Four years ago, most Americans shed our ignorance and innocence as hijacked passenger planes slammed into the Twin Towers of the World Trade Center, the Pentagon, and a lonely field in rural Pennsylvania. The terrorists struck at our heart, but couldn't touch our spirit. On that day, we saw and felt disbelief, horror, anger, fear and hysteria... but also saw levels of heroism, compassion and resolve that many of us never thought to witness. We saw the lowest humanity had to offer, in the terrorists who deliberately murdered thousands of innocent people. We saw the greatest of humanity as well, from the firefighters who rushed into burning skyscrapers to rescue trapped office workers, to the ordinary men and women who fought back on Flight 93 to prevent the terrorists from hitting who knows what target.
Most of us realised on that day that no preparations, no screening procedures, no walls could altogether prevent our enemies from carrying out their attacks. They blend in, they hide, and they take advantage of our freedoms in order to destroy our way of life. Their goal is the submission of all the world to a radical form of fundamentalist Islam. They can't be reasoned or bribed into abjuring this ambition. So how do you defeat terrorism?
Part of the answer is to dismantle the structure that supports them -- destroy their training camps, freeze their funding, and coerce rogue nations into ceasing their support for them. America has been doing those things, working with allies around the world who see the threat unrestrained terrorism can pose.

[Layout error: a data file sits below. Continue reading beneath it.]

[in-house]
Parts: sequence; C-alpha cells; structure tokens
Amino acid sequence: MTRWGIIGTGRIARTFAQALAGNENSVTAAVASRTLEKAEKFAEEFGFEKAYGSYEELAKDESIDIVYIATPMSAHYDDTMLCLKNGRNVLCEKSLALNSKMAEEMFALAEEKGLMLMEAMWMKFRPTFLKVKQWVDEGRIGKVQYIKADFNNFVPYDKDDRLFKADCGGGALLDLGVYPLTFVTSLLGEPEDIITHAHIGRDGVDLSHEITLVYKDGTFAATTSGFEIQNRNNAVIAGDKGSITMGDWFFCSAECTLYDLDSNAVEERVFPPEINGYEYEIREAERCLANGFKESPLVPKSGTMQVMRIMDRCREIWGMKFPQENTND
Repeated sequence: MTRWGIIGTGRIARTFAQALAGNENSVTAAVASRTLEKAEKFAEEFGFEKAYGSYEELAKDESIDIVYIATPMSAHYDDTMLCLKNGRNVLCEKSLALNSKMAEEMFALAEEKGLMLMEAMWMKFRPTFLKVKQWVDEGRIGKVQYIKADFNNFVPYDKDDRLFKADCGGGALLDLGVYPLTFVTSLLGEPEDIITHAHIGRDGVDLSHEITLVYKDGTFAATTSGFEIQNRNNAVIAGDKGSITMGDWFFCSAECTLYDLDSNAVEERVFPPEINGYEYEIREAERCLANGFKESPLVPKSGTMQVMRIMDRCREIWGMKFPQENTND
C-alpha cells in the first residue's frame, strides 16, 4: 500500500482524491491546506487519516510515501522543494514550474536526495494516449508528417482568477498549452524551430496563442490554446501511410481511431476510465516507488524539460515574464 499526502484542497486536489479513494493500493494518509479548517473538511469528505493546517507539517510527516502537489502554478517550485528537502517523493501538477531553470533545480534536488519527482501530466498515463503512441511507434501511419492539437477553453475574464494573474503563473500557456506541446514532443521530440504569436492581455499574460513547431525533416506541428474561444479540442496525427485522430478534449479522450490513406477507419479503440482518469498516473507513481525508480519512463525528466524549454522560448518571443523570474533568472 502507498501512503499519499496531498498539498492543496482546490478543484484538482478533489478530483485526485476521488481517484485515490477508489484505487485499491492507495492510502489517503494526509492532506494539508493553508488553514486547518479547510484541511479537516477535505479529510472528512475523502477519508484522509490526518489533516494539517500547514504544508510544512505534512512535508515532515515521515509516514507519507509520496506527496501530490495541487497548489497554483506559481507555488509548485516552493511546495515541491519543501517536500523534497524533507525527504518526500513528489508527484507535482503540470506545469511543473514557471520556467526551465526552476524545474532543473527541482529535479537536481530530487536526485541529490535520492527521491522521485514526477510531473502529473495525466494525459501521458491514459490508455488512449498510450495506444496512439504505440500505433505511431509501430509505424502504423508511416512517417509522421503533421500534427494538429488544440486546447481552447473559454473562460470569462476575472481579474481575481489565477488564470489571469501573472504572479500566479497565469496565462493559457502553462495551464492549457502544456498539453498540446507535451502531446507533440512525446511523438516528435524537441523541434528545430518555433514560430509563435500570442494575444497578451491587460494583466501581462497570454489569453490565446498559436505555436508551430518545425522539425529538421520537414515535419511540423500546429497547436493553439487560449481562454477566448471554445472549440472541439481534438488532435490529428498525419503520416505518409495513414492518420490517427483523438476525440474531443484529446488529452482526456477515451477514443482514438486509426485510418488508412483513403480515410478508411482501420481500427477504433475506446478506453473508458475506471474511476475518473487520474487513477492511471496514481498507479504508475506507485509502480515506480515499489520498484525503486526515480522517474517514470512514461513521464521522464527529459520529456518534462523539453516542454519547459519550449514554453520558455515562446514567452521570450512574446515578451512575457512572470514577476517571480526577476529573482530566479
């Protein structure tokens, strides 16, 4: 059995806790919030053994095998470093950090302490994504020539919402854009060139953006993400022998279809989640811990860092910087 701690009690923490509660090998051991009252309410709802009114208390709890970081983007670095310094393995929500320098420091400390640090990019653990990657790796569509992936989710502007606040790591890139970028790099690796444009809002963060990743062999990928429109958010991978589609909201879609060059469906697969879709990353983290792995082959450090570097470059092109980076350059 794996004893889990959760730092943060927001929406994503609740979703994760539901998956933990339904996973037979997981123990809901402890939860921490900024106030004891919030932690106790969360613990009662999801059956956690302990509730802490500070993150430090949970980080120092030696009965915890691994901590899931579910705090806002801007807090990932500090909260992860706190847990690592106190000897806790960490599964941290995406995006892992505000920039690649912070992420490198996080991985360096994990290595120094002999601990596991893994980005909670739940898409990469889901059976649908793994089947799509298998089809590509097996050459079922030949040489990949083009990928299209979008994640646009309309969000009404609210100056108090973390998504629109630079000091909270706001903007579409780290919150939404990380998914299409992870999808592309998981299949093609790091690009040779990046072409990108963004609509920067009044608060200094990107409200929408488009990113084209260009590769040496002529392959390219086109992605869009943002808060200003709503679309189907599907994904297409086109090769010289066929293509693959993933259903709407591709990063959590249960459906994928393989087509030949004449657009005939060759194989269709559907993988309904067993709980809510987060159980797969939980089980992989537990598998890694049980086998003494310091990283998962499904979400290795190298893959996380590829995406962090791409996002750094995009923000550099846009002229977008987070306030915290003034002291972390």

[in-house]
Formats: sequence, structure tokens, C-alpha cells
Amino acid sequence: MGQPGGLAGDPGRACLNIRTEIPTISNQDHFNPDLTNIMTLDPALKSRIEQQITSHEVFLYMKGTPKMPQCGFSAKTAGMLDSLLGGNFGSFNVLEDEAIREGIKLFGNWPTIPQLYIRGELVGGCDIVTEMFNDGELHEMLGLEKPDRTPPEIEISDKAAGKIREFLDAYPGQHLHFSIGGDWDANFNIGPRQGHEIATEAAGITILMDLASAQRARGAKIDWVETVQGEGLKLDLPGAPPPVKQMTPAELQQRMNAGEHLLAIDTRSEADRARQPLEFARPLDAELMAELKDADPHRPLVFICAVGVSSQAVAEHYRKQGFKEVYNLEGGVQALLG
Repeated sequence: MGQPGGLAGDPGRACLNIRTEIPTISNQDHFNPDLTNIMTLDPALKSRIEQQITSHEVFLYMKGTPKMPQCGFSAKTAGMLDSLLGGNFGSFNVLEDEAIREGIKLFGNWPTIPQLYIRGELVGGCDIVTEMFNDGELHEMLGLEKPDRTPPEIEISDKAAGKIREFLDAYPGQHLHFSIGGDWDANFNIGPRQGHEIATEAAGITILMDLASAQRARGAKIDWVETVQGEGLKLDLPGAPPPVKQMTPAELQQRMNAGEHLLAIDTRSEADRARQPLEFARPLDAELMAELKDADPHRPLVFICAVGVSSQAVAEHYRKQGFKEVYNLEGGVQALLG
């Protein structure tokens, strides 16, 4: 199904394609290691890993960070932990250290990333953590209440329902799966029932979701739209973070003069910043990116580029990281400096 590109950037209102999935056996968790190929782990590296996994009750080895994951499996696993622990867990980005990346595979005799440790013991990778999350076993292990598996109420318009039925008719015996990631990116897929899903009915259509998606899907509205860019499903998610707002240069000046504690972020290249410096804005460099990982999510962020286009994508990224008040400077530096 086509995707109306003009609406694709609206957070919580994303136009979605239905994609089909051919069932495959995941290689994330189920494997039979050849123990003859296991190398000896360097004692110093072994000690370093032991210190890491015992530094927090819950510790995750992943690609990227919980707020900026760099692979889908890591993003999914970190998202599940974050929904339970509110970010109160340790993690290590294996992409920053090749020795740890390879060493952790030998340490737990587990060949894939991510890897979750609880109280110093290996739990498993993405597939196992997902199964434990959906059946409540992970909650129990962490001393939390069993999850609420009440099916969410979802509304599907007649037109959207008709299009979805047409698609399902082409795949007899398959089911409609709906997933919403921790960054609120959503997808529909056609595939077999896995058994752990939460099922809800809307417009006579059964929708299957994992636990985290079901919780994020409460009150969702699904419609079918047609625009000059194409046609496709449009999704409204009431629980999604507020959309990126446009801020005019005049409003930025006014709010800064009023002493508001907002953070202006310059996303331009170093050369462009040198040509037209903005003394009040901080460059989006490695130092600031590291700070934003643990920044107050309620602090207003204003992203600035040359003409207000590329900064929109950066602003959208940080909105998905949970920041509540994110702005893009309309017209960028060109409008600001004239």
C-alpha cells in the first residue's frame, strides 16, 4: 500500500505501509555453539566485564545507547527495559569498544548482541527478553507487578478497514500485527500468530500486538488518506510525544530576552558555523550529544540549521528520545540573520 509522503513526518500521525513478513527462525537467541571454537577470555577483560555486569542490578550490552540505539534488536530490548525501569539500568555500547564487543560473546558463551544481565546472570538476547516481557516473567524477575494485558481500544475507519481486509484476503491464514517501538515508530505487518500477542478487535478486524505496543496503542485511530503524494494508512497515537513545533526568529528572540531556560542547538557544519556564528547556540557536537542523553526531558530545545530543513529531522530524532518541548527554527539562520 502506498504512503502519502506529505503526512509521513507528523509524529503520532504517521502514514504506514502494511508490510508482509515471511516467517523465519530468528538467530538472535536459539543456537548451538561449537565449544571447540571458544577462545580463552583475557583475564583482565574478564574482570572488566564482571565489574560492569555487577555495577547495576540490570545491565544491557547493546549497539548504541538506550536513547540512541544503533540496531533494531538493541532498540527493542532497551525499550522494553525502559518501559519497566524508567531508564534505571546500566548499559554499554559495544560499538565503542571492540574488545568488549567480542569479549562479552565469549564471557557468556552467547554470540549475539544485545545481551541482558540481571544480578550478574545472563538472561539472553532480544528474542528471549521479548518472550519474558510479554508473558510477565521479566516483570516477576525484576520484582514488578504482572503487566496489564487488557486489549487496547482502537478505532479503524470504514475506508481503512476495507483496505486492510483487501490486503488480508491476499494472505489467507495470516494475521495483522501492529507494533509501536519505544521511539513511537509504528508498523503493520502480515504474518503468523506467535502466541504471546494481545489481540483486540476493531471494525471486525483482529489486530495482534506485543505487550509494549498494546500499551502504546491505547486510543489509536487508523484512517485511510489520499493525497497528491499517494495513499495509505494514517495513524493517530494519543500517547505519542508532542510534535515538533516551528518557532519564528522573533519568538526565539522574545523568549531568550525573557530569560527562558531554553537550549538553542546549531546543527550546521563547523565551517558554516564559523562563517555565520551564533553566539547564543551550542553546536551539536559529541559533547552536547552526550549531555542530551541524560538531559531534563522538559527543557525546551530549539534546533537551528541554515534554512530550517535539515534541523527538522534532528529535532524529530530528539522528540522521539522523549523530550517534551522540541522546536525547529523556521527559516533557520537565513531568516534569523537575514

Another part is attacking the root cause of terrorism -- changing the kind of oppressive governments that lead to that kind of hatred and fanatical madness. We've been fairly successful at this so far, considering that -- as usual -- America has had to fight this war from a dead stop, while our enemies have been geared to the fight for a long time. We are not a warlike country by nature; we don't usually function in a state of war. Afghanistan and Iraq are well on their way to becoming self-sufficient democracies, even as Syria-backed al-Qaeda tries desperately to cow the Iraqis into accepting their Islamofascist rule. Increased demands for democracy have echoed throughout the Middle East: from Lebanon, Saudi Arabia, Syria, Egypt, and even from the oppressed subjects of theocratic Iran.
What makes the fight against terrorism difficult is those in our own country who refuse to let us fight it. Some of them feel that we deserved to be attacked, while some feel that any use of force by America is inherently wrong. In seeking to place blame, they refuse to blame the terrorists themselves. Some are merely tired of hearing about 9/11 and war, unhappy at the loss of complacency. Some are anxious to "get back" to a mythical time when everyone loved America, and such things never happened here. Others, like most members of the "mainstream" media, are slaves to their own negativity, seeing only the costs and none of the achievements. Some actually seek to portray 9/11 as "all America's fault," and use the death of every soldier to undermine public support. They generally bill themselves as "anti-war," though in their portrayal of terrorists as "freedom fighters," they only seem to be against one side of this war.
Those who complain that the country has become divided forget that the division was evident little more than a week after 9/11. The first anti-war protest took place in New York on 20 September 2001, while the city still reeked of smoke and dust, and as hope of finding survivors alive in the rubble was just beginning to flag. It's difficult to believe that, even then, Americans who detest America were sapping our will to defend ourselves. That was the same day President Bush declared, "Our war on terror begins with al Qaeda, but it does not end there. It will not end until every terrorist group of global reach has been found, stopped and defeated... We will starve terrorists of funding, turn them one against another, drive them from place to place, until there is no refuge or no rest. And we will pursue nations that provide aid or safe haven to terrorism. Every nation, in every region, now has a decision to make. Either you are with us, or you are with the terrorists. From this day forward, any nation that continues to harbor or support terrorism will be regarded by the United States as a hostile regime."